relevant texts in more languages than one (mother
tongue & foreign).
• The long-term goal of LAC is
– to integrate multiple languages into the teaching
of all disciplines
• in order to enrich their intercultural and
international content.
• The short-term goal is
– to enlist the support of teachers and
• to expand opportunities for the content-specific
acquisition and discipline-focused use of
language and cultural knowledge.
• Cross-cultural and multilingual inquiry leads to a more
complete learning experience and provides a basis
for comparative understanding unavailable when
students and teachers are limited to the use of resources
in only one language.
• Learners develop a deeper and more precise
understanding of a new language and culture by
– how that language and culture address precisely
defined topics about which they have already
established a certain familiarity in their native
• Understanding of a given culture and its documents
and artifacts is greatly enhanced through a knowledge
of its language.
• A curriculum that includes materials in multiple
languages provides
– access to a wider range of perspectives,
– encourages greater depth of exploration, and
– opens the door to greater understanding.
• The use of materials in multiple languages significantly
enhances any and all disciplinary inquiry.
Language(s) Across the Curriculum
• enhances intercultural competence;
• encourages students and teachers to venture beyond
their own cultural and linguistic borders in order to gain
additional perspectives and additional knowledge;
• bridges existing curricular and disciplinary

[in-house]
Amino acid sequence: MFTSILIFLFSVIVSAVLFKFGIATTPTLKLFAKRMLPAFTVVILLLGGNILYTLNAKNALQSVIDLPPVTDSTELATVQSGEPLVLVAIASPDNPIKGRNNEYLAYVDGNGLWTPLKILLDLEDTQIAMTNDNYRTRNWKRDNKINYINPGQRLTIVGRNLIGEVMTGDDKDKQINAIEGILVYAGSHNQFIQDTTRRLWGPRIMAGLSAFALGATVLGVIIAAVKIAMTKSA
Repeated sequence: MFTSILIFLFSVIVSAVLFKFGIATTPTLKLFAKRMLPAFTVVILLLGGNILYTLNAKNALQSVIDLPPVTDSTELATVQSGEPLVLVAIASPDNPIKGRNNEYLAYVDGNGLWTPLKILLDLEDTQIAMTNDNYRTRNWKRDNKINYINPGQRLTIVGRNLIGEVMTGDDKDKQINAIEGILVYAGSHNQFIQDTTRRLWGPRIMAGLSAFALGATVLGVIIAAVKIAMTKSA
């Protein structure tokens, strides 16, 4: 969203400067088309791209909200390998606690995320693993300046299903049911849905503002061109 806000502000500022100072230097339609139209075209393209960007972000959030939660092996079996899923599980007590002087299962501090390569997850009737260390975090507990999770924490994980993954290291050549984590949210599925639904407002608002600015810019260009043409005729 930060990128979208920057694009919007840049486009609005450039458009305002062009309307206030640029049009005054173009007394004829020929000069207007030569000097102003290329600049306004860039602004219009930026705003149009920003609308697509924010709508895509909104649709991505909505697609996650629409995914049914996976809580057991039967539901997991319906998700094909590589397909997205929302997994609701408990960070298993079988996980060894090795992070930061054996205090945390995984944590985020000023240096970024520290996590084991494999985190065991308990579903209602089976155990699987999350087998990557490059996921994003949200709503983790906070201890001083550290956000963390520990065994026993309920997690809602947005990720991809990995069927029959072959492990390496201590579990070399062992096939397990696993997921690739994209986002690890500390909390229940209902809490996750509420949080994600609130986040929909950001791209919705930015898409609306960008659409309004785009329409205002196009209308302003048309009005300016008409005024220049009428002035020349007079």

– creating a more integrated learning environment ,
– energizing the disciplines in new ways;
• by integrating the use of multiple languages into
disciplines across the curriculum, reinforces the
centrality of language study at all levels of
Content and Language Integrated
Learning - CLIL
CLIL refers to any dual-focused educational
context in which
• an additional language is used as a medium in
the teaching and learning of non-language
• It is an umbrella term covering aspects of:
Language Across the Curriculum
Bilingual Education
Content-based instruction/learning
CLIL by other names… ( collected by Steve Darn)
Content-based Instruction (CBI)
Content-based Language Instruction (CLII) •
Content-based Language Teaching (CBLT)•
Integration of Content and Language
Content and Language Integrated
English-enriched Content Teaching
Content-enriched English Teaching
English-focused Content Teaching
Content-focused English Teaching
Content-centered English Teaching
English-centered Content Teaching
Content-driven English Teaching
English-driven Content Teaching
English-sensitive Content Teaching
Content-sensitive English Teaching
Content-oriented Language Learning
Content-infused Language Teaching
Theme-based Language Teaching
Topic-based Language Teaching
Discipline-based ESL Instruction
Sheltered Subject Matter Teaching
Teaching Content Through English
Teaching English Through Content
Foreign Language Medium Instruction (FLMI)
Teaching Through Foreign Languages (TTFL)
Teaching Content in a Foreign Language (TCFL)
Dual-focused Language Instruction
Content-support ELT
Adjunct / Linked Language courses
Integration of Languages and Disciplines (BILD)
Four-handed foreign language instruction
Learning with Languages
Learning through an additional language
Foreign Language Immersion Program (FLIP)
Plurilingual Instruction
Foreign Languages Across the Curriculum (FLAC)